Knowledge Used for Information Search: A Computer Simulation Study

Conference paper
Part of the Lecture Notes in Computer Science book series (LNCS, volume 9734)


In this study, we investigated the types of knowledge utilized by users to search for information. Previous studies have emphasized the importance of acquiring the understanding of a hierarchical information structure. We defined the knowledge about such an information structure as “structural knowledge.” Recently, user interfaces (UIs) have provided information in a more graphical manner. Stimuli on the UIs’ displays have various properties (e.g., format, color, and size). We predicted that these perceptual features of the stimuli on the display, which we defined as “perceptual knowledge,” would be important for information searching. Three computer models were created for simulation: The Structural Knowledge model, which included only structural knowledge; the Perceptual Knowledge model, which included only perceptual knowledge; and the Mixed Knowledge model, which included both perceptual and partial structural knowledge. The simulation results showed that the Mixed Knowledge model could predict how human participants would search for information. We concluded that users utilize both perceptual and structural knowledge to search for information.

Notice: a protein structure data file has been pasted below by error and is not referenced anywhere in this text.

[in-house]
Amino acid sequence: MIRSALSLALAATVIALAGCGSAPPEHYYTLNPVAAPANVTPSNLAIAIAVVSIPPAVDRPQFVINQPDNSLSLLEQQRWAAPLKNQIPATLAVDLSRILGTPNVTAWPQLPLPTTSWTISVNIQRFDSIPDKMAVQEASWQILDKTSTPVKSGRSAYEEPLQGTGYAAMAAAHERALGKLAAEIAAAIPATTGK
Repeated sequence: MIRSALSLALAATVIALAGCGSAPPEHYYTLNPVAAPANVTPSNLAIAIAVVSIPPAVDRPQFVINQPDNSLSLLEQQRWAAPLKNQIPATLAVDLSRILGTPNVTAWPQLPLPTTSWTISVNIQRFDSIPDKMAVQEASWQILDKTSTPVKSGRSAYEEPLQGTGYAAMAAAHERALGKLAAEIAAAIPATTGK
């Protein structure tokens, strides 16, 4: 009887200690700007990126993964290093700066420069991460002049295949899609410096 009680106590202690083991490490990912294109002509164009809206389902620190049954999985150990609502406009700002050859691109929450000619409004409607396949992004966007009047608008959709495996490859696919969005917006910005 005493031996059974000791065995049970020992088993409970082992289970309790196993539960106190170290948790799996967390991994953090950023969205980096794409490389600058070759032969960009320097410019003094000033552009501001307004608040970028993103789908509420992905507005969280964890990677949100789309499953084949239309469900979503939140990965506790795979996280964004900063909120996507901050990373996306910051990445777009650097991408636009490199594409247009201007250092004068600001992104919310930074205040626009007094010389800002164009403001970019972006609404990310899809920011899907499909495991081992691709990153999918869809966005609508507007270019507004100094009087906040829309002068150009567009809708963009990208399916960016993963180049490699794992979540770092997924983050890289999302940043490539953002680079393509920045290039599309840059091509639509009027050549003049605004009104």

Information search Cognitive model Computer simulation User interface 

1 Introduction

Everyday, we interact with software through various user interfaces (UIs). How the UI design provides users with information is an extremely important topic. To improve UI design, we focused on how users find needed information using a device (i.e., information searching).

1.1 Information Device and Human Cognition

In this study, we define the term “information” as facts that a device stores and provides for users. Information is provided for users through a stimulus or a combination of stimuli on the device display. These stimuli have properties, such as format, color, size, and location.